showers and sunshine

Poetry Breakfast ~ at home


As we are unable to meet together for our Poetry Breakfasts, I invite you to join us for a virtual session instead.  So, with the help of Tim, Ali and Hilary, I will share ideas for poems, on the theme of each Poetry Breakfast already on our (now redundant) calendar, on a weekly basis.

Today’s theme for the week is ‘Showers and Sunshine’ and I’m very excited that poets Liz Lefroy and Jean Atkin have both sent poems for us to enjoy. It’s our new feature: guest poets!

Take hope, and be of good heart.

Sending you all much love!

Anna x

PS The next theme will be ‘In the Garden’

You can listen to Tom reading lots of poems at Spoken Verse

Anna Dreda

Poetry Breakfast

April Rise by Laurie Lee

If ever I saw blessing in the air

I see it now in this still early day

Where lemon-green the vaporous morning drips

Wet sunlight on the powder of my eye.

Blown bubble-film of blue, the sky wraps round

Weeds of warm light whose every root and rod

Splutters with soapy green, and all the world

Sweats with the bead of summer in its bud.

If ever I heard blessing it is there

Where birds in trees that shoals and shadows are

Splash with their hidden wings and drops of sound

Break on my ears their crests of throbbing air.

Pure in the haze the emerald sun dilates,

The lips of sparrows milk the mossy stones,

While white as water by the lake a girl

Swims her green hand among the gathered swans.

Now as the almond burns its smoking wick,

Dropping small flames to light the candled grass;

Now, as my low blood scales its second chance,

If ever world were blessed, now it is.

from A Nature Poem for Every Day of the Year, edited by Jane McMorland Hunter, published by Batsford  

The Sun Has Burst The Sky by Jenny Joseph

The sun has burst the sky
Because I love you
And the river its banks.

The sea laps the great rocks
Because I love you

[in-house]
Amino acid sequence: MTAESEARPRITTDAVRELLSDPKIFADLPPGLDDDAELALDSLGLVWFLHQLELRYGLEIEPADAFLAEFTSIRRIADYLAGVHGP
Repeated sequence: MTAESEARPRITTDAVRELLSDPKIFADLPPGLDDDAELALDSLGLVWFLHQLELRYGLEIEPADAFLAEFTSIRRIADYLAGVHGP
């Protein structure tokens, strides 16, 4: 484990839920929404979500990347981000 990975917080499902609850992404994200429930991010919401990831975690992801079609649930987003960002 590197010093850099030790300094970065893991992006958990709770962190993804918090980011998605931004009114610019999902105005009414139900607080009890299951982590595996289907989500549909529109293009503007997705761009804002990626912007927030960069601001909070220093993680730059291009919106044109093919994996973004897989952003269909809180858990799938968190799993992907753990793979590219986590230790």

And takes no heed of the moon dragging it away
And saying coldly ‘Constancy is not for you’.
The blackbird fills the air
Because I love you
With spring and lawns and shadows falling on lawns.

The people walk in the street and laugh
I love you
And far down the river ships sound their hooters
Crazy with joy because I love you.


Jo Bell has written a wonderful piece about this poem by Jenny Joseph


Thank you Hilary for choosing this poem: A History of Weather by Billy Collins

Anna Dreda

Poetry Breakfast


And I like In a between world by Louis MacNeice – but I’m sorry I don’t know where I found this poem – can anyone help?

How we rode after haytiming

Soft weft of halters slapped our sides in our dash 

to the paddock for the fastest.

Then the calling and the catching,
ponies wiry-lipped at pockets. 

We led them out through a gate hinged on string
and slid the slippery shine of bareback

fingers twisted into manes, neck-reined,
fast trotting up the track 

for tack, leaned back against the jolting, the joking.

Then in Long Field we were sharp and skinny
on hard old saddles,

greyed our knuckles on flashing shoulders. 
Out on the stubble, squinting at sun, we held the yaw 

and flare of ponies in their weaving line – 
tightened the rising lightness on the bit 

– till a shout 

hairtriggered them to flight – 

and with stomach’s lurch of thrillful risk
and roaring air in underwater ears – 
we hurled our ponies 

full belt down the light.  

near Todleth

in a field of docks rain falls on us

here are white hanks of sheepswool 

pegged like washing

between drying posts

we breathe in lanolin and damp

by clouded reeds a tatty ewe  

her off-fore lame 

lurches away with her twins